In Hinduism, there was the idea that words said in a prestige language were magic. People at has some pre-Sassurian ideas about sound and meaning, namely that there was something doggy about the sounds d-o-g and something catty about c-a-t. Since then, this has been proven nonsense, or at best, words of similar meaning can group together in how they sound. I don’t have the examples handy, sorry. And of course, there is real morphology, where antidisestablishmentarian has a bunch of parts that mean something, but on the other hand, carpet doesn’t have parts, but it looks like it.
Back to India. They imagined there were seed syllables, the syllables mean something (as if car in carpet really meant car!) The sounds were typically vowels and liquids, less typically any sort of consonant that completely blocks the passage of air. “kit cat” would be a lousy mantra. Try to chant it… it doesn’t roll of the tongue. But “lily” does. By this reasoning, you can have obstruent consonants at the beginning of a mantra, but not the middle– nothing that blocks the breath.
So fast forward to now. Meditation is popular. We often do secular meditation using numbers, 1, 2, 3, 4, 5,… 10, repeat. If you go over 10, you know your mind has wandered. Or in traditional chanting, aka noisy meditation, we chant something, usually 2000 year old Sanskrit phrases that are untranslatable nonsense, agrammatical strings of themes (bija syllables with some sort of symbolic meaning) or possibly bad Sanskrit made up by someone who didn’t actually read or write it (Mantra of Light, I’m looking at you) Some of them are names of god-like Bodhisatvas. I find it endlessly distracting that I’m chanting the name of an imaginary superman.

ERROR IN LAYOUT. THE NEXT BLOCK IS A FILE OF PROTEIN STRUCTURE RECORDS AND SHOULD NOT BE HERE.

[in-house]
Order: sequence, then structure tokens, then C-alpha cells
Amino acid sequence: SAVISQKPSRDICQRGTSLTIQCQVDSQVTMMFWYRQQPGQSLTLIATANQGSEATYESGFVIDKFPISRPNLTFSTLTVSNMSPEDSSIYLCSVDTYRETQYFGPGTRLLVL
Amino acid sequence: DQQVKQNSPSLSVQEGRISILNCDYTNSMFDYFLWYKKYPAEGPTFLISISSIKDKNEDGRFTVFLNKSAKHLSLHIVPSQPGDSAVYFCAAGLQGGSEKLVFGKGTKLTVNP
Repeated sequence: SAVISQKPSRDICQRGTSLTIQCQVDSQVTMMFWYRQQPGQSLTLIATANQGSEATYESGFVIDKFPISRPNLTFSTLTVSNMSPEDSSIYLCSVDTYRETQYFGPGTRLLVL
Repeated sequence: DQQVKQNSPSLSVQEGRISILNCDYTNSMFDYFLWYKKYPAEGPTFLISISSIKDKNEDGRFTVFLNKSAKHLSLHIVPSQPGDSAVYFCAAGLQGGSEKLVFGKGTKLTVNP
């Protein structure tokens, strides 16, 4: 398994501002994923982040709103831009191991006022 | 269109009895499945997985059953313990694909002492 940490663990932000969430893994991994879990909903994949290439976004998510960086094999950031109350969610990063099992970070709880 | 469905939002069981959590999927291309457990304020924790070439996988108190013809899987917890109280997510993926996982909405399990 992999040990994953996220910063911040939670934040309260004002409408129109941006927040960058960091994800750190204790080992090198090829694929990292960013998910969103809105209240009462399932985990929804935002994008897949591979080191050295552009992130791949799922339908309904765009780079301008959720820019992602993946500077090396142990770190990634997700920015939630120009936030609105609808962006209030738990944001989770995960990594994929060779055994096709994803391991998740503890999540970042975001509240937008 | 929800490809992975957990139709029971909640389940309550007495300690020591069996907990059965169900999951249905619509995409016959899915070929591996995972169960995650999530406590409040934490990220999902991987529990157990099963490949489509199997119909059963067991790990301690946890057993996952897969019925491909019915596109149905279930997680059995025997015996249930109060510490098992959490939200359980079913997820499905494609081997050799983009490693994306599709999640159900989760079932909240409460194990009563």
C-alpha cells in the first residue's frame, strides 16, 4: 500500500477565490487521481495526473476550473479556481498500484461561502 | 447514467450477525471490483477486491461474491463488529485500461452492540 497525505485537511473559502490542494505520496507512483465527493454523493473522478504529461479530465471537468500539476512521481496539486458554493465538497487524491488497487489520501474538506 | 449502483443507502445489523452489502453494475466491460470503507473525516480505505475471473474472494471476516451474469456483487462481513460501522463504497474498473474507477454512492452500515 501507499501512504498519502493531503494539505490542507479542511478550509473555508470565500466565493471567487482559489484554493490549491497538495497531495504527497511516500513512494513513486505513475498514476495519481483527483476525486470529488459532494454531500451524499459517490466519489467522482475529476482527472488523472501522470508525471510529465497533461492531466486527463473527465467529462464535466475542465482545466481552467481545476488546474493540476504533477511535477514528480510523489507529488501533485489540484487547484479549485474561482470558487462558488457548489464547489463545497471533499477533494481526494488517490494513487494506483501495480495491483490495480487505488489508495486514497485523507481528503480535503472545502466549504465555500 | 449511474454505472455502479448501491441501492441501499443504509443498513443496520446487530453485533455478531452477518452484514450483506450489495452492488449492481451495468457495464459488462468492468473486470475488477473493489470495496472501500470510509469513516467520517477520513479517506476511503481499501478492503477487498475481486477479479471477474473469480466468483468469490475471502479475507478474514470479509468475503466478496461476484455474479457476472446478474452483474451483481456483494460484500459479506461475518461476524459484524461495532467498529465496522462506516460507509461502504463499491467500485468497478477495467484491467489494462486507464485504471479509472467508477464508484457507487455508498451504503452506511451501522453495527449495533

Another thing that happens with mantras is massive streamlining. Namu Amida Butsu turns into Nembutsu because people are trying to say it 10 times in one breath. Or to say it 100s of time and they want to finish on time to go to work. Which brings up another point, matras act a sort of linguistic clock. If you want to meditate for 20 minutes but don’t have a clock, you can chant x times and on average hit 20 minutes. (sort of like, 1 Mississippi, 2 Mississippi, etc)
Nonsense – “Ya ba da ba do da!” “Hi ho, hi ho, it’s off to work I go!”
Traditional Translations- “Homage to the Amida Bodhisatva” (bleh, unchantable)
Modern innovations- “love and peace…love and peace” (or “love and peace and brownies…”)
The down side of a mantra you understand is that you might get distract by the content of the mantra.
Toki Pona Mantras
Assigning meanings to any percent of the possible syllables would create the possible problem of creating words. So if pon means good, and lon means the universe, no new meanings. If tila means “compassion”, oops, we’ve coined a new word, albeit one only for mantras. Grammar also posses a challenge. In toki pona, all utterances are supposed to be grammatical, else you aren’t doing toki pona. But a Hindu style mantra, might be something like:
pon(a) lon pilin pon(a)…etc.
And that isn’t grammatical. So it’s a community innovation, which may or may not bother you.
Grammatical toki pona mantras would be something like
o jan Puta Amita o tawa e mi tawa ma pona sina!
Anyhow, toki pona mantras will sound better if you drop the final vowels and or n, it will add more vibrations. This actually is a legit toki pona maneuver. Toki pona phonetics were designed to make it easy for anyone to say it, so transformations of the language are legal. For example, you could still express toki pona with all the l’s pronounced as r’s, all the k’s pronounced as g’s etc.
Other Conlang Mantras
One idea is to use articulation symbolism– assign symbolic meaning to each part of the tongue and mouth & construct magic words that have a nice mixture of symbols.
Post written from feedback on facebook conlang group, facebook toki pona group, and toki pona forum.